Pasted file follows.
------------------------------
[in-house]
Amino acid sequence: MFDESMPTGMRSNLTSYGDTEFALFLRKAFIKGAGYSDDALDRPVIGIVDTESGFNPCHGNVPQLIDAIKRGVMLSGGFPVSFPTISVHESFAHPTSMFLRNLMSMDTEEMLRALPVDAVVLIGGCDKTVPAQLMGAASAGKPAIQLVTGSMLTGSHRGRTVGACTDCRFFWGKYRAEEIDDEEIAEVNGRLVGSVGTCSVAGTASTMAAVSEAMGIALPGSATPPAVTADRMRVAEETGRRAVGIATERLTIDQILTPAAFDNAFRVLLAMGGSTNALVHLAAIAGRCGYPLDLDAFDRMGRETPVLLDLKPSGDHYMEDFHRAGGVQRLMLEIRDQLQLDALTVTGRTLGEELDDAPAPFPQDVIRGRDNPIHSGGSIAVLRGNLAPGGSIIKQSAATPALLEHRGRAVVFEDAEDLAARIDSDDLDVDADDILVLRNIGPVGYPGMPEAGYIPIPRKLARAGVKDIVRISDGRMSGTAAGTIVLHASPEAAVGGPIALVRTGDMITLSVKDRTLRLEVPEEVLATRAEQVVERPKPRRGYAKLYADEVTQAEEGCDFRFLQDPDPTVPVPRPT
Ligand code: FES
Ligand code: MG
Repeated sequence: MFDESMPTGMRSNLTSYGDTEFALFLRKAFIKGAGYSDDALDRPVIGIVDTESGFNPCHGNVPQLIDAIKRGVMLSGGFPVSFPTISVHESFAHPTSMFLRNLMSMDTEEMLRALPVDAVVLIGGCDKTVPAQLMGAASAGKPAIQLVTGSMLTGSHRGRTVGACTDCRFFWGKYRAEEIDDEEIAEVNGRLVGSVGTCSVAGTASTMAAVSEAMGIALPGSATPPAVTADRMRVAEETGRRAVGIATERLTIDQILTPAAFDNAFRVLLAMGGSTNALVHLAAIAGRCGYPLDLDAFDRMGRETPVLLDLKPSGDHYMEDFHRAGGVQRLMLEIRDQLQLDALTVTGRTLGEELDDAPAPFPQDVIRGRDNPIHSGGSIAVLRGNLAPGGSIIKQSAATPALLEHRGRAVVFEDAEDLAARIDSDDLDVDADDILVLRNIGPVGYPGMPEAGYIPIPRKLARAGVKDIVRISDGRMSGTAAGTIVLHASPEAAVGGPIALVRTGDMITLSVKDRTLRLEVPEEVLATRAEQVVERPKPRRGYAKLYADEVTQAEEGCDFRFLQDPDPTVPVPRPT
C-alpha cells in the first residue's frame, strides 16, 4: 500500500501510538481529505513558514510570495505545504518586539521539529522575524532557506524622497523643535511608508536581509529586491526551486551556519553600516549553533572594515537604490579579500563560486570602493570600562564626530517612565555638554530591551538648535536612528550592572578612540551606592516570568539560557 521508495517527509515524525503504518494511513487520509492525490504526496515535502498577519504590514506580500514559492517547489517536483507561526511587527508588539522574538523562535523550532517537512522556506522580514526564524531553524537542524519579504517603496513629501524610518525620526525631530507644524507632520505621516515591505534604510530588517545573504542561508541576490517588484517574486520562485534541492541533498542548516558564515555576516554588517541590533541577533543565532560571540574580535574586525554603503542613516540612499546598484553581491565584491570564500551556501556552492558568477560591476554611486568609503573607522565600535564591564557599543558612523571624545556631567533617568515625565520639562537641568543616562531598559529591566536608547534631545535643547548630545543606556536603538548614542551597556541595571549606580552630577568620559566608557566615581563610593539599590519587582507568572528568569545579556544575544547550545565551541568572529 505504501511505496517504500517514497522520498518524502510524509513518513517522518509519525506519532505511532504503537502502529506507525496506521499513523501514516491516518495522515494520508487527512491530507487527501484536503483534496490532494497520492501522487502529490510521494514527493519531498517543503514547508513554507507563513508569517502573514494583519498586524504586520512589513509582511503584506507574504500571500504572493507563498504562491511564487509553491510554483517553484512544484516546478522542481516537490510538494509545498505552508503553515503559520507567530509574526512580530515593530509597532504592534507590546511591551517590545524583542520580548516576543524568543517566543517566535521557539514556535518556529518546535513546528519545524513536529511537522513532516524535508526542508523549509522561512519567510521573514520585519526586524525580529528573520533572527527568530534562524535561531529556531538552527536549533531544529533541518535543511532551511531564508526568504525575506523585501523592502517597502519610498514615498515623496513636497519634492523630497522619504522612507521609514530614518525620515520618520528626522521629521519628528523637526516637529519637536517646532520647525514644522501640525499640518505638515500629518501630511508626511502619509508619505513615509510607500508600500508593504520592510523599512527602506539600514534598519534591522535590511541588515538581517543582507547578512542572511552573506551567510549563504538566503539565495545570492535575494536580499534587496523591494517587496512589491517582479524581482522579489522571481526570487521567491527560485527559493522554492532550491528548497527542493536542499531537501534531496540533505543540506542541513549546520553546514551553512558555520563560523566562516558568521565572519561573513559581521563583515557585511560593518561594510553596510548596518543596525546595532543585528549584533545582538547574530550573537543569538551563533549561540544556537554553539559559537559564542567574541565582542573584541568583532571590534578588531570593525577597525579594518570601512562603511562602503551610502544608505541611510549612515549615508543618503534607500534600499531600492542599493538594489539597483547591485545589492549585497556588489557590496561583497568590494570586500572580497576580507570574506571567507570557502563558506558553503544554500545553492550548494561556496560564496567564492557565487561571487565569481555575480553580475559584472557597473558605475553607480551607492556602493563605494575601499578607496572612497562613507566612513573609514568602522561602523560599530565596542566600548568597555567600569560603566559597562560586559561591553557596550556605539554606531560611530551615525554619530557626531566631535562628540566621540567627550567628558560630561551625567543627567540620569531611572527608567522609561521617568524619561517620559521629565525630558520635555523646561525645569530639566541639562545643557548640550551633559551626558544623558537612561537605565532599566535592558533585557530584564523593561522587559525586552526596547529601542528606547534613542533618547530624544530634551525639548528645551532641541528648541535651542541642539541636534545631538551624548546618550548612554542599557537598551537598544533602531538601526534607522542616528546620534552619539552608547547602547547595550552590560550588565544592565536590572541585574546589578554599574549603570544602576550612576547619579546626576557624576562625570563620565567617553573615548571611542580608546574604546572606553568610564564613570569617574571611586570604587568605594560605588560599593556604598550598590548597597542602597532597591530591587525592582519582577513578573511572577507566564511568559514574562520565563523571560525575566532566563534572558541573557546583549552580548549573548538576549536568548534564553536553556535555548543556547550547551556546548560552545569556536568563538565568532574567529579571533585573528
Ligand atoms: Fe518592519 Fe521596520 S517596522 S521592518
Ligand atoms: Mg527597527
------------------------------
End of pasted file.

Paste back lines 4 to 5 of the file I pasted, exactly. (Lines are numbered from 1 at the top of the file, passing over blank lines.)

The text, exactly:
Ligand code: MG
Repeated sequence: MFDESMPTGMRSNLTSYGDTEFALFLRKAFIKGAGYSDDALDRPVIGIVDTESGFNPCHGNVPQLIDAIKRGVMLSGGFPVSFPTISVHESFAHPTSMFLRNLMSMDTEEMLRALPVDAVVLIGGCDKTVPAQLMGAASAGKPAIQLVTGSMLTGSHRGRTVGACTDCRFFWGKYRAEEIDDEEIAEVNGRLVGSVGTCSVAGTASTMAAVSEAMGIALPGSATPPAVTADRMRVAEETGRRAVGIATERLTIDQILTPAAFDNAFRVLLAMGGSTNALVHLAAIAGRCGYPLDLDAFDRMGRETPVLLDLKPSGDHYMEDFHRAGGVQRLMLEIRDQLQLDALTVTGRTLGEELDDAPAPFPQDVIRGRDNPIHSGGSIAVLRGNLAPGGSIIKQSAATPALLEHRGRAVVFEDAEDLAARIDSDDLDVDADDILVLRNIGPVGYPGMPEAGYIPIPRKLARAGVKDIVRISDGRMSGTAAGTIVLHASPEAAVGGPIALVRTGDMITLSVKDRTLRLEVPEEVLATRAEQVVERPKPRRGYAKLYADEVTQAEEGCDFRFLQDPDPTVPVPRPT